The judge refused to buy the lawyer’s feeble and flimsy excuse. He said he would have overlooked the infraction if the lawyer were to be a young wig who is less than five years at the Bar. The errant lawyer was more than 10 years at the Bar then. It was the day knew that a lawyer that is 10 years at the Bar is qualified to be a judge once he meets other requirements. Justice Wusu slammed him with N10,000 fine. Attempts by other senior lawyers to intervene and change his stand on the penalty were rebuffed by the judge. He dismissed in its entirety the allocution brought by some of the lawyers who intervened with a succinct and brief sentence that ‘law is what it is and not what it ought to be’.
This forms part of the rules set up by the Body of Benchers and the Council of Legal Education. Part of the rules also regulate attendance of the Nigerian Law School and the call to Bar ceremony at the end of training for aspiring lawyers as it concerns dress code for the call to Bar ceremony.
Concerning the dress code for the call to Bar ceremony, the rule states in part that Muslim ladies who may wish to wear Hijab should ensure that their faces, including their ears are not covered. “During the exercise, all your facial features including your ears must be exposed for capturing. This is also applicable to all our Muslim students wearing Hijab,” the rule states in part.
The law school seems to have taken into cognisance that some female students may want to wear Hijab based on their religious convictions and faith and thus makes provision for that. I have seen the photograph of Amasa and the bone of contention for me is that her Hijab covered her ears.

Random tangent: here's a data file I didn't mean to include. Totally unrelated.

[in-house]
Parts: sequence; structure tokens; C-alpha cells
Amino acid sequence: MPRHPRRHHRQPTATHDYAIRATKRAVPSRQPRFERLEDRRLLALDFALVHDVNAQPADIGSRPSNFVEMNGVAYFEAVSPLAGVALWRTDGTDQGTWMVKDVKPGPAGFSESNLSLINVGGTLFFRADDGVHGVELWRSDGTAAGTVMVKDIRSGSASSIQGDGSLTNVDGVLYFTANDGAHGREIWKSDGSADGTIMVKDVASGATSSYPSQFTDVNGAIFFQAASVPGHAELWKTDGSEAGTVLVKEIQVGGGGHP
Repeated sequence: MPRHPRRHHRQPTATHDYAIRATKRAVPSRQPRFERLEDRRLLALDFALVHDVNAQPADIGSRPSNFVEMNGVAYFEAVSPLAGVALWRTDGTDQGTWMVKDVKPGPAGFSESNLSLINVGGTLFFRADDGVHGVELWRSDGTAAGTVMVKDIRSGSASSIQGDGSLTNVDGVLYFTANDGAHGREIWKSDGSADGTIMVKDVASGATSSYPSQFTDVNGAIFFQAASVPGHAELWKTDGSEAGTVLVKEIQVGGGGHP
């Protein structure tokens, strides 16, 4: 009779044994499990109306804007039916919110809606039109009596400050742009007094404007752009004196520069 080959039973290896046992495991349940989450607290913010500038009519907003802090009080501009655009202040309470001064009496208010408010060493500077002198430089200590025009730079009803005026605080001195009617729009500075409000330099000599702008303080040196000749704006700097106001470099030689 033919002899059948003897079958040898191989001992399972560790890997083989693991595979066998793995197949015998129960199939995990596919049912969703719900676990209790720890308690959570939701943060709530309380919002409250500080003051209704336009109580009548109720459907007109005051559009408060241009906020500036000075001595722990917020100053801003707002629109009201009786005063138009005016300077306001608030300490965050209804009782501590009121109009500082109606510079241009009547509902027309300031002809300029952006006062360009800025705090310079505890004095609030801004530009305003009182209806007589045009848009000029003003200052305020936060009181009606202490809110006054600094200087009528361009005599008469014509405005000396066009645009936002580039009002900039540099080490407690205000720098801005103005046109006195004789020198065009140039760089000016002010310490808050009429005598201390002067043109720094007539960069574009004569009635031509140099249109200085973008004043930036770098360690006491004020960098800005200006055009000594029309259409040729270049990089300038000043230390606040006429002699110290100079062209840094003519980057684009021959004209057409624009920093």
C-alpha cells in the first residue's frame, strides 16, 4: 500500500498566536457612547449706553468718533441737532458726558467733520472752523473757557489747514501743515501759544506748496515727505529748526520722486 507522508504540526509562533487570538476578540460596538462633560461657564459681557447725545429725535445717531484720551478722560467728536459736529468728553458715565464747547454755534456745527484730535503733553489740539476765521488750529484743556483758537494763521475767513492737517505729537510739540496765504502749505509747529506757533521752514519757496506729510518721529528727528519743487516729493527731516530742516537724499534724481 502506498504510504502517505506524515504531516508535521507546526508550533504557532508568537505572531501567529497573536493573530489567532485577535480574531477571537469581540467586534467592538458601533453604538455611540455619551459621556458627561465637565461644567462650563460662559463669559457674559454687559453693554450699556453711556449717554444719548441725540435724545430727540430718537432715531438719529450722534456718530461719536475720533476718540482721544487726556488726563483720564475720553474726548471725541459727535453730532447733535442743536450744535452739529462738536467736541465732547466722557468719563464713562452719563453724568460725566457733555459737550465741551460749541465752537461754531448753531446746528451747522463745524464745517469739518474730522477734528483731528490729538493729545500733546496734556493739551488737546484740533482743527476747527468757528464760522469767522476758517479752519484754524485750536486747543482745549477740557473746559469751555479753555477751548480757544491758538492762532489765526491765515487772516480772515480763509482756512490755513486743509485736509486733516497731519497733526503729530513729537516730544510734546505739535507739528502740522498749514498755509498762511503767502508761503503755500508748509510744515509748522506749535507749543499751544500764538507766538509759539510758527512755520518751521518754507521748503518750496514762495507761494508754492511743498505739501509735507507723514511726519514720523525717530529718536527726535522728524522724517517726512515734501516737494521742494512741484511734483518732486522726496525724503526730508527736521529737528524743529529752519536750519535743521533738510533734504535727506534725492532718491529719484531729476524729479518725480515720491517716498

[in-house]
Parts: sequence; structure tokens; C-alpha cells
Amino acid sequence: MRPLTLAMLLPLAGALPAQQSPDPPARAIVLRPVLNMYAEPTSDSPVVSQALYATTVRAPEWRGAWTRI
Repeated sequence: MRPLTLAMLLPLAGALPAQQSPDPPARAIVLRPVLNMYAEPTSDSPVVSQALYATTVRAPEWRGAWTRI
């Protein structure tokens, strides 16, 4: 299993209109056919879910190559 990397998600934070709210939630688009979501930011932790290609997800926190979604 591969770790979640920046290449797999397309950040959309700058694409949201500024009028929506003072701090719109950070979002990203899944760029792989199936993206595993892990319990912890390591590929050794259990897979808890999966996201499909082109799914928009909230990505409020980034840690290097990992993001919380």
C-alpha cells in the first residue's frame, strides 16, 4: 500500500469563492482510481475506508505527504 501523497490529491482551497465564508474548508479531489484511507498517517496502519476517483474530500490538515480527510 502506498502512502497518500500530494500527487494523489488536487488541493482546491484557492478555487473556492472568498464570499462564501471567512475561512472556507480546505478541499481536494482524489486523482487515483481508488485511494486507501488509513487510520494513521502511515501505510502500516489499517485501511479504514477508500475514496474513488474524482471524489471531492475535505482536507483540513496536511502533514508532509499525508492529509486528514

There is no way Hijab could be worn without covering the ears and there is a rule, which says the face and ears of the wearer must be shown. So, for the young lawyer the rule doesn’t take care of what she is expected to do as a Muslim who believes her opinion doesn’t count in a matter commanded by her creator as stated in the Glorious Quran.
This is just as my opinion will not count if a member of Jehovah’s Witness insists that he will not do blood transfusion even if that is the only alternative to save his life. The issue of dress code and controversies is not new. I remember that as a corps member at the camp in Issele Ukwu, Delta State, about 20 years ago, some female Christian corps members had on their own turned the khaki trousers provided by the National Youth Service Corps (NYSC) into skirts after employing the service of a tailor. Their position was based on their conviction that females are not supposed to wear trousers.
They were entitled to a pair of trousers, which they had converted into skirts. It was later resolved after they had apologised and female corps members were advised to desist from such act. And in April, Mr. Andrew Kumapayi, a former sector commander of the Federal Road Safety Commission (FRSC), Rivers State Command, had his fingers burnt while trying to enforce the dress code of the commission. He had paid particular attention to the hairstyles and nails of his female officers. Those whose hairstyles did not conform with the corps’ code had their long and fanciful hairstyles cut with a pair of scissors at the parade ground by the officer-turned barber.